Consumer rewards programs: The three critical desires you must appeal to

Consumer rewards programs are sometimes viewed as useless in the face of strong competition. Tight margins and high operating costs make finding worthwhile consumer offers a real challenge for businesses. At least, that’s what some people think. However, in a paper by Marcel Corstjens and Rajiv Lal, they come to the conclusion that even low-margin retailers can create consumer rewards programs that strengthen their brands and create real profit growth.

Designing consumer rewards programs

Corstjens and Lal explain that there are six myths falling in three different categories.When explored, each of the myths show that rewards programs can be structured to generate profit.

The categories are:

  1. architecture of shopper rewards (size and convexity of rewards)
  2. architecture of retailer rewards (sustainable profitability and horizontal competition)
  3. type of retail sector (frequently versus infrequently purchased goods)

While it may seem easy to dismiss these categories as solely applicable to retail consumer rewards programs, a closer look at each category reveals that these elements form the basis of any powerful and well-structured consumer incentive program.

Corstjens and Lal use the term ‘architecture’ for a very good reason. Using consumer demographics and psychographics will help you determine which rewards to introduce in your program, making it a hit from inception and giving it the strength to last and grow on your customers.

Before you determine which rewards will best match your consumers, it’s worthwhile to have a basic understanding of the role that human needs psychology plays when it comes to consumers and what makes them tick.

Human needs psychology: a brief history

Much of the marketing literature available today has a foundation in the work of Abraham Maslow. In his book, Motivation and Personality, Maslow introduced the concept of a hierarchical pyramid of human needs. Maslow believed that human beings need to experience what he called a ‘health-fostering culture’ to be able to live fulfilling lives.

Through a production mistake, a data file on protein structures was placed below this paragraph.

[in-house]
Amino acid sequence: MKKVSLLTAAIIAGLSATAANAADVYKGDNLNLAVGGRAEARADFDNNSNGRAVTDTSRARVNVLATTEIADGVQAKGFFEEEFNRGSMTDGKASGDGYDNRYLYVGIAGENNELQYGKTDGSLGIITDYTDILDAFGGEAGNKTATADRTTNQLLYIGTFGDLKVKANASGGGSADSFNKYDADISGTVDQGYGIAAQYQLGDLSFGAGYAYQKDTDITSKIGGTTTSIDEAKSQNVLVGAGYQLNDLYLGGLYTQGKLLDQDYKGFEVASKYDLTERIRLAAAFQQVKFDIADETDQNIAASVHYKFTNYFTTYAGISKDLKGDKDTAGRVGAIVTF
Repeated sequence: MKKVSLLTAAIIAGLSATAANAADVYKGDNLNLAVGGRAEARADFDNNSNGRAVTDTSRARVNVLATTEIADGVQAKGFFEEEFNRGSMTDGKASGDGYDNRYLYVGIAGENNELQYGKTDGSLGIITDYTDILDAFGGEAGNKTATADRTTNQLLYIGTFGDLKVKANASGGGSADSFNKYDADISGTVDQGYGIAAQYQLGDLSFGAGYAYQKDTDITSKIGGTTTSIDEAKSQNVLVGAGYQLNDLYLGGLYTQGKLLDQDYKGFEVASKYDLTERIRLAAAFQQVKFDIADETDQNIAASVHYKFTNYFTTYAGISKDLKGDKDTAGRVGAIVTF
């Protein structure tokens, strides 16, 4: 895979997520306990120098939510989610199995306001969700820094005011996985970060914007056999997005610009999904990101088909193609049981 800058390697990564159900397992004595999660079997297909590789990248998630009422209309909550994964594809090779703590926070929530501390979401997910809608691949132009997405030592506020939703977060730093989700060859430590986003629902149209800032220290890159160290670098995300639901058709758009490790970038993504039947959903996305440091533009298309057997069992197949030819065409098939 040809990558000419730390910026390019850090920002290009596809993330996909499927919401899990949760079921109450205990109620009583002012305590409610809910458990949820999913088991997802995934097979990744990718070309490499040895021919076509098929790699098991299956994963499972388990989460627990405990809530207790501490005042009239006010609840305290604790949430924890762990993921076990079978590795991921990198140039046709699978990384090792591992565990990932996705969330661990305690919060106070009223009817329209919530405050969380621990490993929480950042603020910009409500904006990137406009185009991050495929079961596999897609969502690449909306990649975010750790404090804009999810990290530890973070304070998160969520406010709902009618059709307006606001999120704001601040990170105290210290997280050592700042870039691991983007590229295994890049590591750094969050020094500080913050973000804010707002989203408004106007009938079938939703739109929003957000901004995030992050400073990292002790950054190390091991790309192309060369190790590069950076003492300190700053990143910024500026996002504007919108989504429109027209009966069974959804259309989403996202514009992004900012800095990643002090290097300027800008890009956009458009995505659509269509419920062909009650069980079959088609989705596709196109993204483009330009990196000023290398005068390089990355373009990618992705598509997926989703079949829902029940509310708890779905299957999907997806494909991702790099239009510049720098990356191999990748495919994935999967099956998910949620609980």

consumer rewards programs

Maslow’s hierarchy of needs


While experiencing a health-fostering culture certainly helps individuals to live fulfilling lives, a deficiency in any of the above areas causes an imbalance which must be addressed before higher-level needs can be met. For example, if a person does not have food, hunger will persist until the person is fed.

Deficiencies are also said to motivate people when they are not met. For example, the need for love and belongingness is what drives people to find companionship.

Maslow’s approach is not the only one which forms the basis for a good understanding of what drives human beings. In the 1950’s, consumer motivational research captured the attention of American advertising agencies. The man behind this new approach was Dr Ernest Dichter. Using modified Freudian techniques, Dichter formulated a series of research methods that helped him better understand human behaviour. He put forward the idea that the purchase of certain products had links to sexual symbolism.